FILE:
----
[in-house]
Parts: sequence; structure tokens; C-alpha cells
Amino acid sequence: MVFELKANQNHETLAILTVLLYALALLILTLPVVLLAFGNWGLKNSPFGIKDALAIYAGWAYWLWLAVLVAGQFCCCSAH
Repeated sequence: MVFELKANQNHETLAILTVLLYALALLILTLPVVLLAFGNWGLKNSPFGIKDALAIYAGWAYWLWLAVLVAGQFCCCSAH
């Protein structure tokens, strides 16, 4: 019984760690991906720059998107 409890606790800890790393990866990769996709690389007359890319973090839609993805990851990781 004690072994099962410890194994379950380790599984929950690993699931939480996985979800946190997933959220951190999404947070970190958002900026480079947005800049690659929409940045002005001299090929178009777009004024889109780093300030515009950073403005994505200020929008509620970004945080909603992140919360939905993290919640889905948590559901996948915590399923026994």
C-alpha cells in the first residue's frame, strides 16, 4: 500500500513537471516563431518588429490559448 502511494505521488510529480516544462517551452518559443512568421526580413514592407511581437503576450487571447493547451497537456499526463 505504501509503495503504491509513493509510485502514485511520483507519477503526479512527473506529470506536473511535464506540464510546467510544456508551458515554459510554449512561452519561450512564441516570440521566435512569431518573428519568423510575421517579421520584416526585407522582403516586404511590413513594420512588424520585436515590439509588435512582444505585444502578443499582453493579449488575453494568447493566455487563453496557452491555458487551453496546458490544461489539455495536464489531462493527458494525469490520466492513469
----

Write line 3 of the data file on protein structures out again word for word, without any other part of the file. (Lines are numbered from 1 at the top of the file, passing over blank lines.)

Amino acid sequence: MVFELKANQNHETLAILTVLLYALALLILTLPVVLLAFGNWGLKNSPFGIKDALAIYAGWAYWLWLAVLVAGQFCCCSAH